Majority Of Restaurant Diners Want Calorie Counts On The Menu

Six in 10 people would be more likely to buy food from an eating establishment that provided traffic light labelling on menus and packaging, our poll has revealed.

A UK poll commissioned by ComRes on behalf of Diabetes UK, has revealed that six in 10 respondents say they are more likely to spend their money in an eating establishment that provides traffic light labelling, and almost six in 10 (59%) say they are more likely to eat where there is calorie labelling on food menus/packaging

Almost seven in 10 (69%) say price promotions on healthy food would make them more likely to eat in a particular eating establishment.

Diabetes UK’s Food Upfront campaign is calling for mandatory front-of-pack traffic light labelling on all pre-packaged food, and calorie labelling in cafes and restaurants.

The findings come from our Food Upfront campaign, which is calling on the government to:

  • Commit to introducing mandatory front-of-pack traffic light labelling to all pre-packaged food and drinks, and
  • Urge medium-to-large food establishments to provide customers with calorie information on their menus with additional nutritional information, such as carbohydrate content, available online or when asked in store.

The findings shed light on how the availability of clear labelling on food and drink could considerably influence the spending habits of the UK public. The poll also revealed that almost seven-in-ten (69%) of respondents said they would be more likely to buy food from an establishment that offered price promotions on healthy food options, while 57% said they’d be more likely to buy food, if the establishment offered a ‘reduced calorie’ range.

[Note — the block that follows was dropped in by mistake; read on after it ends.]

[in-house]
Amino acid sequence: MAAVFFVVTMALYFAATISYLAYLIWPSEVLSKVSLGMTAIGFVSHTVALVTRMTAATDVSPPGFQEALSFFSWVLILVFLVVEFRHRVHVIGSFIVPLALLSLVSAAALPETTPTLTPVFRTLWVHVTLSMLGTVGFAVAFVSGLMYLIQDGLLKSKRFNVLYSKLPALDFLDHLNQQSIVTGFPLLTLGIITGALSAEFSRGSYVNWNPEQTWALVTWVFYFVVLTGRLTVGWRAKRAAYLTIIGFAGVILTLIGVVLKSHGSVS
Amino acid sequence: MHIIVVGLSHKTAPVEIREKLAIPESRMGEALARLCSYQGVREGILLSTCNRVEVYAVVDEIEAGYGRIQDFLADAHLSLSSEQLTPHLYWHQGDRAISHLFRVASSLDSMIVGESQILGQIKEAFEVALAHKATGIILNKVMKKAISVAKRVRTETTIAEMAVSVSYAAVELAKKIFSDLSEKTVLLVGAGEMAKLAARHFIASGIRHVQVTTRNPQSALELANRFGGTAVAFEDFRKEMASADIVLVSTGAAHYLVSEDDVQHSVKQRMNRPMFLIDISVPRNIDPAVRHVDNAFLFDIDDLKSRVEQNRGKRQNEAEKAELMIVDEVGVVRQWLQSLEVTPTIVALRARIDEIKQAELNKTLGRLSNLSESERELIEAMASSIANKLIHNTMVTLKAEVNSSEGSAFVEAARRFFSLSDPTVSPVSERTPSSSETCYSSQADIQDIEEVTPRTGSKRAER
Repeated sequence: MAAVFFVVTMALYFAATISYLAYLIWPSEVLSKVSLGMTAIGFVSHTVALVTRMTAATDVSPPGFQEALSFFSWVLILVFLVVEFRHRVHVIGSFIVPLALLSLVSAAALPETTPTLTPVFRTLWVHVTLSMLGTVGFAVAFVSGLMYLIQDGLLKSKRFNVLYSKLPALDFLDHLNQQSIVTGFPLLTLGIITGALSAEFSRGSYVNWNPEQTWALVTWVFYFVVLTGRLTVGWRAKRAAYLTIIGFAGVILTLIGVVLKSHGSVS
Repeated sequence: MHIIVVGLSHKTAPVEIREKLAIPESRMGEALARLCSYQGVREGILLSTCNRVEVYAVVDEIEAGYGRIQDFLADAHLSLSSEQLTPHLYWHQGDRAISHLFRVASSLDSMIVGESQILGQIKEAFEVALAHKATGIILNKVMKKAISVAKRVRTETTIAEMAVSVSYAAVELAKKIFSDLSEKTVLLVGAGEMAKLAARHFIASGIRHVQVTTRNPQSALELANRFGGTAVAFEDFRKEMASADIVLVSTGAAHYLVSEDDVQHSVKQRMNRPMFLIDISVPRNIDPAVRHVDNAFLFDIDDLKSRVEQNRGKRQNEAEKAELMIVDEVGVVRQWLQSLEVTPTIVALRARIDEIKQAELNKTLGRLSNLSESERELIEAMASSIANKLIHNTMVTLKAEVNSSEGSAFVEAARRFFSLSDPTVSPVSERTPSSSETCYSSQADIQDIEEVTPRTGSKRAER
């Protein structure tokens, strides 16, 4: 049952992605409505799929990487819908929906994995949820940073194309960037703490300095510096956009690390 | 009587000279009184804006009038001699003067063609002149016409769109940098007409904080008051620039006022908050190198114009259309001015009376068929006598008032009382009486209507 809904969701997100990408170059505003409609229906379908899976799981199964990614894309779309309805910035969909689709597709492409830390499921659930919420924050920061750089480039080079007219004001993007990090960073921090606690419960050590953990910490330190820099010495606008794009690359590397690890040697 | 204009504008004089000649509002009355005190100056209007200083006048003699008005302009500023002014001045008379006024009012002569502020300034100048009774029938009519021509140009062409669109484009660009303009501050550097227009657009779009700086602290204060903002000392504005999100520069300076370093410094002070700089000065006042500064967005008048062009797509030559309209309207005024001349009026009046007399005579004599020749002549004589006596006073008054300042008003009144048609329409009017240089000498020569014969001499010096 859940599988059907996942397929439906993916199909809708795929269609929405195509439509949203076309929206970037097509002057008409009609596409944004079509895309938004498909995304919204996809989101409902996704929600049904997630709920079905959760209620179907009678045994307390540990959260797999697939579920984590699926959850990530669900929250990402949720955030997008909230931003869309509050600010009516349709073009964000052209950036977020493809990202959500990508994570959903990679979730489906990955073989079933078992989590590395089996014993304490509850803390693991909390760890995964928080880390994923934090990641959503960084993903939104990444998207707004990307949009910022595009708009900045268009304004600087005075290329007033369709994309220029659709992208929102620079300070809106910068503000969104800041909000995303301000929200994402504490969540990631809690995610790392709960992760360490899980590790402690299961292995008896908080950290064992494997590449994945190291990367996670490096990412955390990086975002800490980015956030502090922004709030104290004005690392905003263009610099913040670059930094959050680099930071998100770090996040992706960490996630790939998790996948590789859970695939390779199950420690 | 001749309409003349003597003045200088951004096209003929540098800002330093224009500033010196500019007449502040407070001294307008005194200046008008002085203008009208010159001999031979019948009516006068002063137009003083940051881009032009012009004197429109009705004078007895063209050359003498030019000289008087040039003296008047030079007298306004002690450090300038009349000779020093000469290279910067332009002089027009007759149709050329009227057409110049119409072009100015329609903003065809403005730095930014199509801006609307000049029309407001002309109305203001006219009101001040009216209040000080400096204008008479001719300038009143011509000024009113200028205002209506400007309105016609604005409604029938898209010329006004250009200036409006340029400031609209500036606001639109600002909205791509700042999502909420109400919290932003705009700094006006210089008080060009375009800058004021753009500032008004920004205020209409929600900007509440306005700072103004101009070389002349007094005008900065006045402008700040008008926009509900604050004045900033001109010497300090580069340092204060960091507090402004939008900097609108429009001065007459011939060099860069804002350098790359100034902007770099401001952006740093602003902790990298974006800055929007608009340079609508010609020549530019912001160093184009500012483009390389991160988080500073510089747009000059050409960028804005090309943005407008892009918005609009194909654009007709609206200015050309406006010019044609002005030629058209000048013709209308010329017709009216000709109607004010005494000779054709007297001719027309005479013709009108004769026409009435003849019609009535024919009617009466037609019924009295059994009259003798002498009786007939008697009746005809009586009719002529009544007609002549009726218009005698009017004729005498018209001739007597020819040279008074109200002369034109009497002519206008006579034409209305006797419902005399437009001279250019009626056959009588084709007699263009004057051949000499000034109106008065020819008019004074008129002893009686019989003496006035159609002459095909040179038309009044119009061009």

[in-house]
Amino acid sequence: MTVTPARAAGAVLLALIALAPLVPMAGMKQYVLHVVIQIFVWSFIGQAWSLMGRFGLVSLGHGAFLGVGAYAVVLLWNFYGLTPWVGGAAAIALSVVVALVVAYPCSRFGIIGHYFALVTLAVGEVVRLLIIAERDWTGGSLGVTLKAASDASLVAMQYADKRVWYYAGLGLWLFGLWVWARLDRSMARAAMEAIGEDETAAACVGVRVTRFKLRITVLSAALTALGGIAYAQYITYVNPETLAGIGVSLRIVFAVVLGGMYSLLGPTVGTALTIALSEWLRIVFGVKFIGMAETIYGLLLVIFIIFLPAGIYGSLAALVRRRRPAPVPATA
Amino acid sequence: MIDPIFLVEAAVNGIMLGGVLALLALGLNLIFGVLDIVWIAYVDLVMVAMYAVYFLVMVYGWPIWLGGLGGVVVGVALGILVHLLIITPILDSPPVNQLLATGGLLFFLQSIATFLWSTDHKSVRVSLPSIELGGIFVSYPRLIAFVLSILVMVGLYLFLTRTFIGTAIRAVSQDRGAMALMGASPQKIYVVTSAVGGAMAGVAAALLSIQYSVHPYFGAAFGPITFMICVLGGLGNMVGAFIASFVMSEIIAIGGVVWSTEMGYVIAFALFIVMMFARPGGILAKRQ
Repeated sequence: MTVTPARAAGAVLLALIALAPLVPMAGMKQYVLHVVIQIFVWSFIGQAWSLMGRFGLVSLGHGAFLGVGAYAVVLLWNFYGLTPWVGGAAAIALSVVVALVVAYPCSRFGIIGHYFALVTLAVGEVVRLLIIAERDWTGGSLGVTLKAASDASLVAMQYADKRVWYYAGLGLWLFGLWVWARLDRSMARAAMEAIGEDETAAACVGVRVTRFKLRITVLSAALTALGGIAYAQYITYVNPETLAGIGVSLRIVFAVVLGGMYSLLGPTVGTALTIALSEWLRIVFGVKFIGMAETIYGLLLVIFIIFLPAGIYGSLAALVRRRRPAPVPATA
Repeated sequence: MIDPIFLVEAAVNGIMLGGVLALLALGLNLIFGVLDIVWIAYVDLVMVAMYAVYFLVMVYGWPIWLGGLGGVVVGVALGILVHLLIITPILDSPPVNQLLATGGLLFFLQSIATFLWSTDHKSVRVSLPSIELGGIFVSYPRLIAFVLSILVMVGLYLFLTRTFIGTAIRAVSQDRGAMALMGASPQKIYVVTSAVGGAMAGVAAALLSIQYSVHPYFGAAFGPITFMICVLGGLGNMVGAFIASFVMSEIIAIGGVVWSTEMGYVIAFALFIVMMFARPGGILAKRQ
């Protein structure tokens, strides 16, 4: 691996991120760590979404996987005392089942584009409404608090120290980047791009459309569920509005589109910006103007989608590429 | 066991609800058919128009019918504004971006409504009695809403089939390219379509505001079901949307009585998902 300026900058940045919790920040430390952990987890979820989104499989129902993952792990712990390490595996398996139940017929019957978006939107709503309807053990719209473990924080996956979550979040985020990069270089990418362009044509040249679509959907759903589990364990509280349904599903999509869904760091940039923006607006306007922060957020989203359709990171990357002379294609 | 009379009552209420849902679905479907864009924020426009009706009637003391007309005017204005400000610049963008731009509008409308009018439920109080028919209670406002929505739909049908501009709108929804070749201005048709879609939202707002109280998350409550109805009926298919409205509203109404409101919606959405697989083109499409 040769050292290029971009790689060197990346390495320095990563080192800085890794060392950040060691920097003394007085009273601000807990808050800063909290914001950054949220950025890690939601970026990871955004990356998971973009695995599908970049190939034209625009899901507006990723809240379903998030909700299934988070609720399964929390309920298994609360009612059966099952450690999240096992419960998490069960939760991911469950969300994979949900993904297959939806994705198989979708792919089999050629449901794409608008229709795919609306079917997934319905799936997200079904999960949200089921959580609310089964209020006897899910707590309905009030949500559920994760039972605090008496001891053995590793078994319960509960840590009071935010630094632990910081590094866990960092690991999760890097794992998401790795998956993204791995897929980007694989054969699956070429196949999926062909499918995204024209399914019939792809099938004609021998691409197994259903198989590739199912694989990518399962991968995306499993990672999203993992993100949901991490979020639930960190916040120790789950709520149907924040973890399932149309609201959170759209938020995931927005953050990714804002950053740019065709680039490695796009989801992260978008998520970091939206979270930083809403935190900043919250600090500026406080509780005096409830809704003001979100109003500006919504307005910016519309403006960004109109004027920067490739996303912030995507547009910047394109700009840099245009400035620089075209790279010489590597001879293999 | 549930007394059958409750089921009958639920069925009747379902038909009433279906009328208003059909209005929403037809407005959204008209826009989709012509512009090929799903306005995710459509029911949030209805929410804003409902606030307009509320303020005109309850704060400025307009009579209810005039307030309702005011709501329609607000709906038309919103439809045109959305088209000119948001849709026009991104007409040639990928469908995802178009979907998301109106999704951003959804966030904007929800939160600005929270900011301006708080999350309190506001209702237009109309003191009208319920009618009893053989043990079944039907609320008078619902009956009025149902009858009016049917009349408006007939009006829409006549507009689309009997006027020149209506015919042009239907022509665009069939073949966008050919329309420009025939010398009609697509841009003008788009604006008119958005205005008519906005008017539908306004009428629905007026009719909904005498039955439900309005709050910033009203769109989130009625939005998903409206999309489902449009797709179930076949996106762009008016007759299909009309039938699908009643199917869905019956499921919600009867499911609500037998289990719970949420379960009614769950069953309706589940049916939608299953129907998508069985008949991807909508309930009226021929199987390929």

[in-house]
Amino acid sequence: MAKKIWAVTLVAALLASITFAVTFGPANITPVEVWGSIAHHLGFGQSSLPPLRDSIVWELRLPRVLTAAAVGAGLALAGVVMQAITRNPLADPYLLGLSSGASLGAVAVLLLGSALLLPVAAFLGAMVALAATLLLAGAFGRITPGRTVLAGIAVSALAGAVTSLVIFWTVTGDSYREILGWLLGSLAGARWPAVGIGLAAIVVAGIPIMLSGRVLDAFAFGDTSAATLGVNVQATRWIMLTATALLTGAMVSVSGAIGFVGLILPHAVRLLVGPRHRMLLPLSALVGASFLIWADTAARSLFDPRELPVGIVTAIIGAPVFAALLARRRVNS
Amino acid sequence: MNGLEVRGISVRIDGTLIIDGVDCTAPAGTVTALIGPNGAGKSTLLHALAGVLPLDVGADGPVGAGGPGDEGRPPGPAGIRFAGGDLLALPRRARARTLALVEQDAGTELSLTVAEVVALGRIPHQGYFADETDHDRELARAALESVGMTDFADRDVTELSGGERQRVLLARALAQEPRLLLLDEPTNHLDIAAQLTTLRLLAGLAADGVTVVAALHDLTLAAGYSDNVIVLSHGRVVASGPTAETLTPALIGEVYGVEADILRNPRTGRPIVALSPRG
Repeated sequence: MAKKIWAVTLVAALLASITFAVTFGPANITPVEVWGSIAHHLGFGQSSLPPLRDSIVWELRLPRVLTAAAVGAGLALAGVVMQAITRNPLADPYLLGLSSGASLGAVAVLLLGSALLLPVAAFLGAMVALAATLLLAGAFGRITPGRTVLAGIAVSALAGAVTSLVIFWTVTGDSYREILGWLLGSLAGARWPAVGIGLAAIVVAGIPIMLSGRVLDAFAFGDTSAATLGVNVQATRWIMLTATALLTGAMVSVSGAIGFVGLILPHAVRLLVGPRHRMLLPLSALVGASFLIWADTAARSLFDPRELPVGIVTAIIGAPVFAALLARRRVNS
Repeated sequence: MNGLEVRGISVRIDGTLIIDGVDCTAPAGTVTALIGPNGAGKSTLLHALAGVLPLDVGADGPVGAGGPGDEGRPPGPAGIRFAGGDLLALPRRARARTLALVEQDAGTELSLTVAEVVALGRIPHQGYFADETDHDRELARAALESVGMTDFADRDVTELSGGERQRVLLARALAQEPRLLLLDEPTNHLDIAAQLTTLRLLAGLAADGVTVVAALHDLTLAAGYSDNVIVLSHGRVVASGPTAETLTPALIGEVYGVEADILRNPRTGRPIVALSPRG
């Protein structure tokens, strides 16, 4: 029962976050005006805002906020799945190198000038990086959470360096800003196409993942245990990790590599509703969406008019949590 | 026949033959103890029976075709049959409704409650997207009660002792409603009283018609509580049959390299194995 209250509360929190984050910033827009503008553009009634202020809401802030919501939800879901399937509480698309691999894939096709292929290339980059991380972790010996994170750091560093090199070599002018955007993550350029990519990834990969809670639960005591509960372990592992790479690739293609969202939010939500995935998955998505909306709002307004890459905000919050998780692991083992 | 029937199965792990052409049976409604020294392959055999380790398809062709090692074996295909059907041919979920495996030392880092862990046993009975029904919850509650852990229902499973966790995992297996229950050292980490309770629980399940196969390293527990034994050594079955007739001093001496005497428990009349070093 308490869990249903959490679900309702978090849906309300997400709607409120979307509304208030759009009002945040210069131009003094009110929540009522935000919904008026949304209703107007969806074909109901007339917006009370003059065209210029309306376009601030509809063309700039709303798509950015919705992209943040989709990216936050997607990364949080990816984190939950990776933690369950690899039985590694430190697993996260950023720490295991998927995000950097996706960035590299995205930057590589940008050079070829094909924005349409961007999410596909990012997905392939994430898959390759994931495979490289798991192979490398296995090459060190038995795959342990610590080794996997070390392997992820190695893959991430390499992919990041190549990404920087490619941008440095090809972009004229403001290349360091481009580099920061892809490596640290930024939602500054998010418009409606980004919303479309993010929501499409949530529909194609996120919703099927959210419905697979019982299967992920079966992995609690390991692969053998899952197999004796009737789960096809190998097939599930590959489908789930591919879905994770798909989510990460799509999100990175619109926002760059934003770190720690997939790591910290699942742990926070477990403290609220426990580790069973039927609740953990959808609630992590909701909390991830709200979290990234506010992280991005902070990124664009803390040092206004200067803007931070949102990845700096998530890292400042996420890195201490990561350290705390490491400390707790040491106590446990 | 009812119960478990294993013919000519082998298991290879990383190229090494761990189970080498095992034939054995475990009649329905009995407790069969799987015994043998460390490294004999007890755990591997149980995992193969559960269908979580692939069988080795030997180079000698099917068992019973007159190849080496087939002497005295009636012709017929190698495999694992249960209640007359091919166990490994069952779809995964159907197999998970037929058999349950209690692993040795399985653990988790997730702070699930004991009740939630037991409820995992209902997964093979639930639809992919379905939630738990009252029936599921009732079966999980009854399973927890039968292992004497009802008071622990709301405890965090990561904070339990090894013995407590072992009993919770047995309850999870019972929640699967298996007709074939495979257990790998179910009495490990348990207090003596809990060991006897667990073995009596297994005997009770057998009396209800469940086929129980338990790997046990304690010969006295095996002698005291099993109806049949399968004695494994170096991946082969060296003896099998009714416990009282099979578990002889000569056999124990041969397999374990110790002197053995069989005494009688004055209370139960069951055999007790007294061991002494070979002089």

Currently two-thirds of adults in the UK are overweight or obese, which is a significant risk factor for the condition. Further, one in three children in England are either overweight or obese before they leave primary school.

These simple steps by the government could make a significant difference in enabling people to make healthier choices, and in turn reduce the impact of obesity on the health of the nation.

Helen Dickens, Assistant Director of Campaigns and Mobilisation said: “We already know that people living with diabetes want more information about what’s in the food and drink they buy, but what’s interesting is understanding how the availability of better nutritional labelling influence the spending habits of the public as a whole.

“These findings are a clear indicator, not only to the government, but also to the food and drink and service industries, that the public has an appetite to see better information about the food they’re buying, and they’re willing to vote with their wallets. It’s not just good for the health of the public; it’s good for business as well. It’s becoming increasingly difficult for the government, and industry, to ignore the wishes of the consumer. The British public have spoken, and it’s time for government to act, and take this simple, bold step to improving the health of the nation.”

 

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